Last Friday, I posted about creating mercy opportunities for fifth graders, tied in with the doctrine being taught in each chapter of the Finding God fifth-grade book. Several of the suggestions made mention of partnering with Loyola Press’s “People for Others” campaign. Here’s some background and a proposal.
Being a “person for others” is a very important Ignatian principle and is something that we strive to practice here at Loyola Press. Throughout the year, we provide opportunities for the employees to contribute to a “People for Others” project. For example, most recently, we collected school supplies for an inner-city Catholic school in Chicago. Here is a picture of just a small portion of what we collected.
This brings me to a proposal. While we would like to involve kids constantly in works of mercy, the truth is, they don’t always have the resources to give money or purchase items that will be given to those in need. I propose creating “People for Others Partnerships.” Invite adults in the parish to become partners with a grade level or class in the religious education program and have them contribute money and/or supplies for a mercy experience that the kids will see to fruition. For example, if a class decides to provide toys for those in need at Christmas, the People for Others Partners are contacted to purchase and donate the toys that the children will then gift wrap, add cards and prayers to, and deliver. Another option, especially good when the recipient organization asks for toys to be donated unwrapped, is for the partners to contribute the money and for the catechist to arrange with parents’ help to take the children to a toy store where the kids will purchase the gifts.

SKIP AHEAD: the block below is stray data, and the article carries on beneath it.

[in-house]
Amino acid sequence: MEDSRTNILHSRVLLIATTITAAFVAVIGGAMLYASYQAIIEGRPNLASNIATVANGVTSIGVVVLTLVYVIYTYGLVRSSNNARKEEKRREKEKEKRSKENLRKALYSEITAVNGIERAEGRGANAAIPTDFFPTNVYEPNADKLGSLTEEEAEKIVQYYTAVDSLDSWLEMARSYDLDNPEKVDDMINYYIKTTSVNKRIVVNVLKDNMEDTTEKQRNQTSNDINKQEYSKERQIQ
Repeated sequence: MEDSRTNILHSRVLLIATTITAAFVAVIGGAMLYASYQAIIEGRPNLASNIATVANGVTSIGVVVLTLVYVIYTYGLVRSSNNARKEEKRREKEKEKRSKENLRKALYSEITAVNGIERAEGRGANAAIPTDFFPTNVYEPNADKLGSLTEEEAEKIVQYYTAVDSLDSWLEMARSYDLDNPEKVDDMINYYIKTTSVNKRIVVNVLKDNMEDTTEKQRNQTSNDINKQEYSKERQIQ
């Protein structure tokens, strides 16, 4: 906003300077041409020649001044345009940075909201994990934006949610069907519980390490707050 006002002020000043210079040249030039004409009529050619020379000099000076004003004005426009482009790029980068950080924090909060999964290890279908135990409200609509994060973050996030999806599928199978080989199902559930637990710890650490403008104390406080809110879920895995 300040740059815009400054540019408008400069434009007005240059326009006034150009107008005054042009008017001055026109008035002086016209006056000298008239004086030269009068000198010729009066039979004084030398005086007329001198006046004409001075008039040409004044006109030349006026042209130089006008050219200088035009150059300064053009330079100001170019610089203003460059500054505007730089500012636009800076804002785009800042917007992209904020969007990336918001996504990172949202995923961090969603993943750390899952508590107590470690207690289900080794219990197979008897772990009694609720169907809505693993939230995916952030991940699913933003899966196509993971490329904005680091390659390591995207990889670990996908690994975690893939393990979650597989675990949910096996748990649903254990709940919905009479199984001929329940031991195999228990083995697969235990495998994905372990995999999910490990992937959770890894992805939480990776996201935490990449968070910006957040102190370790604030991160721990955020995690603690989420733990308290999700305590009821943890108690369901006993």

Another option is to partner with local businesses whose employees may be interested in partnering with children for such endeavors, much as Loyola Press is teaming up with the fifth graders at St. Cajetan this year. This gives local businesses an opportunity to participate in and support humanitarian activities and build spirit within the company while providing the young people with opportunities to engage in works of mercy that don’t cause them (or their families) to go bankrupt themselves!
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